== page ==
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.Sam.
 2 years ago
Best ResponseYou've already chosen the best response.20Binomial expansion ============================ nCr, Method Up to “r” terms. Below shows expansion with positive integers Formula goes by \[\large ^nC_r(x)^r(n)^{nr}\] ============================ Lets say: 1) Expand fully \[ (3+2x)^5\] Using the formula, \[ ^5C_0(2x)^0(3)^5=243\] \[ ^5C_1(2x)^1(3)^4=5(2x)(81)=810x\] \[ ^5C_2(2x)^2(3)^3=10(4x^2)(27)=1080x^2\] \[ ^5C_3(2x)^3(3)^2=10(8x^3)(9)=720x^3\] \[ ^5C_4(2x)^4(3)^1=5(16x^4)(3)=240x^4\] \[^5C_5(2x)^5(3)^0=32x^5\] \[Ans:~ 243+810x+1080x^2+720x^3+240x^4+32x^5\]  2) Expand up to and including x^6 term for \[(27x^2)^6\] Using the formula, \[ ^6C_0(7x^2)^0(2)^6=64\] \[ ^6C_1(7x^2)^1(2)^5=6(7x^2)(32)=1344x^2\] \[ ^6C_2(7x^2)^2(2)^4=15(49x^4)(16)=11760x^4\] \[ ^6C_3(7x^2)^3(2)^3=20(343x^6)(8)=54880x^6\] Notice you stop expanding at x^6 \[Ans:~641344x^2+11760x^454880x^6\]  3) Find the coefficient of x^4 in the expansion of \[ (7x^3+\frac{6}{x})^8\] Now they only wants the coefficient of x^4, so its tedious to expand all the terms and then find the coefficient right? Theres a way to find,so, by using back the formula \[ ^8C_r(\frac{6}{x})^r(7x^3)^{8r}=x^4\] You basically don't know what's "r" so you'll have to use the expansion equals to x^4 (Now, here you'll need some good exponential skills) We set the 6/x to 6x^1 to avoid confusion, \[ ^8C_r(6x^{1})^r(7x^3)^{8r}=x^4\] From here, you just "ignore" all the coefficents first, so you just ignore the nCr, by doing that, you'll get (x^{1})^r(x^3)^{8r}=x^4 Now you have all the "x" in place, solve it just like normal exponential problems, r+3(8r)=4 r=5 Now you have the "r" Substitute into the formula and solve \[ ^8C_5(\frac{6}{x})^5(7x^3)^{3}=56(\frac{7776}{x^5})(343x^9)=149361408x^4\] Ans: 149361408 NOTE: When they ask find the term independent of x, means you find the constant, Eg. x^0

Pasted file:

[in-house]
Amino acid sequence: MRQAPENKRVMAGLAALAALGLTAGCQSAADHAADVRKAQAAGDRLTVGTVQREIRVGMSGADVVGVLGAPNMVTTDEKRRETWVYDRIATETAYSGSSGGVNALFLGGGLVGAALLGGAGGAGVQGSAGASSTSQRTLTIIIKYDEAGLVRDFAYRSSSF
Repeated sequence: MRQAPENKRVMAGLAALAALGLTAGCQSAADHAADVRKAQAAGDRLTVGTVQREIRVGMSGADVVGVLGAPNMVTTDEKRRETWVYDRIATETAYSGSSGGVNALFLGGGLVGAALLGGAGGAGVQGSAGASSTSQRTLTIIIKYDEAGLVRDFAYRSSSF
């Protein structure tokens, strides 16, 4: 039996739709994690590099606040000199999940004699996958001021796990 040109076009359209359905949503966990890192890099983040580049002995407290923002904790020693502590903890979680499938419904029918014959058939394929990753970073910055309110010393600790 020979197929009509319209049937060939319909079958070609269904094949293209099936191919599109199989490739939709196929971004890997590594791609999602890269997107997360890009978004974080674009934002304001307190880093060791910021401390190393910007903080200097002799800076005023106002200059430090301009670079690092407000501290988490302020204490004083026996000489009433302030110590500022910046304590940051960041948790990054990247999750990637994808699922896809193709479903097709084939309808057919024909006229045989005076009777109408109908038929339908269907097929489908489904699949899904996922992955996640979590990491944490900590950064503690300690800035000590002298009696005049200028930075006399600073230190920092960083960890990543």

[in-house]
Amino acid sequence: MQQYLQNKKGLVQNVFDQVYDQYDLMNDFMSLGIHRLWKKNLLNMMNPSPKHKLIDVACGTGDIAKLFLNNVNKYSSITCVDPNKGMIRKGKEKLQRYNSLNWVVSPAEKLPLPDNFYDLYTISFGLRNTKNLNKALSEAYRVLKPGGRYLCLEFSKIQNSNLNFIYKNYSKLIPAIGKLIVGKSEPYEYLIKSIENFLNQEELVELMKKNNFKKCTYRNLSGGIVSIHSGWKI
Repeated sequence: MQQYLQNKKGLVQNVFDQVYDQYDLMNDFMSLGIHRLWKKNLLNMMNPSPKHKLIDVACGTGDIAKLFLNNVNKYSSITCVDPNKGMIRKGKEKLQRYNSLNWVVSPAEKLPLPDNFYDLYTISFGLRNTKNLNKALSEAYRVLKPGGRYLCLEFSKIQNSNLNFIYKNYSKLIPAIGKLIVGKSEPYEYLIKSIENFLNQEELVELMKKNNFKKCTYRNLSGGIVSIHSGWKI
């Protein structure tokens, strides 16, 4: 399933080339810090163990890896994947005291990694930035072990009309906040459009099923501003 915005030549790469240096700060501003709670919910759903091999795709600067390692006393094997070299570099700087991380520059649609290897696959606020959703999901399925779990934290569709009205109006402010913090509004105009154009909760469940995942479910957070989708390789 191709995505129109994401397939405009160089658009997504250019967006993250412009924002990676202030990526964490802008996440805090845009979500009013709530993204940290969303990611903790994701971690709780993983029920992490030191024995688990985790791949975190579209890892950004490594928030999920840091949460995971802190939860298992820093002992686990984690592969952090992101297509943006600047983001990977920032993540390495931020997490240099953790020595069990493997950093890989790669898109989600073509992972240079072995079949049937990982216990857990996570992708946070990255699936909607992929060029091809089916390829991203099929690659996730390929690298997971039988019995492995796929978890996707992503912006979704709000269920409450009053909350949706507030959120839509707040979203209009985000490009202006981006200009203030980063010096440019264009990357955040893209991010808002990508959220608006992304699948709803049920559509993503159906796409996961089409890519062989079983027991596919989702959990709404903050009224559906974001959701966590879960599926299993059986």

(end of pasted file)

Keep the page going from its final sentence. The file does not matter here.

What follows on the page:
.Sam.
 2 years ago
Best ResponseYou've already chosen the best response.204) a) Find the terms in x^2 and x^3 in the expansion of (13x/2)^6 Basically for this you should know that 6C2 and 6C3 will give you x^2 and x^3 So, Using the formula, \[ ^6C_2(3x/2)^2(1)^4=15(\frac{9x^2}{4})=\frac{135}{4}x^2\] \[ ^6C_3(3x/2)^3(1)^3=20(\frac{27}{8}x^3)=\frac{135}{2}x^3\] \[\frac{135}{4}x^2\frac{135}{2}x^3\] b)Given that there is no term in x^3 in the expansion of (k+2x)(13x/2)^6, find the value of the constant k. (\frac{270}{4}x^3\frac{135}{2}x^3) By comparing both terms, k=1  5)Expanding quadratics, Expand up to and including x^2 term for (3+(7x5x^2))^5 \[ ^5C_0(7x5x^2)^0(3)^5=243\] \[ ^5C_1(7x5x^2)^1(3)^4=5(81)(7x5x^2)=2835x2025x^2\] \[ ^5C_2(7x5x^2)^2(3)^3=10(27)(25x^470x^3+49x^2)=13230x^2\] 243+2835x2025x^2+13230x^2 \[Ans:~11205x^2+2835x+243\]  6) Expand and simplify (1+x)^4+(1x)^4 The trick here's that you don't expand both the binomial, you just do one of it its enough. When you expand (1+x)^4, you should get 1+4x+6x^2+4x^3+x^4 Now,when I have (x)^1=x (x)^2=x^2 (x)^3=x^3 You can see there's a pattern here, Even powers end up positive, odd number ends up negative. o, (1+4x+6x^2+4x^3+x^4)+(14x+6x^24x^3+x^4) Add them together, \[Ans:~2+12x^2+2x^4\]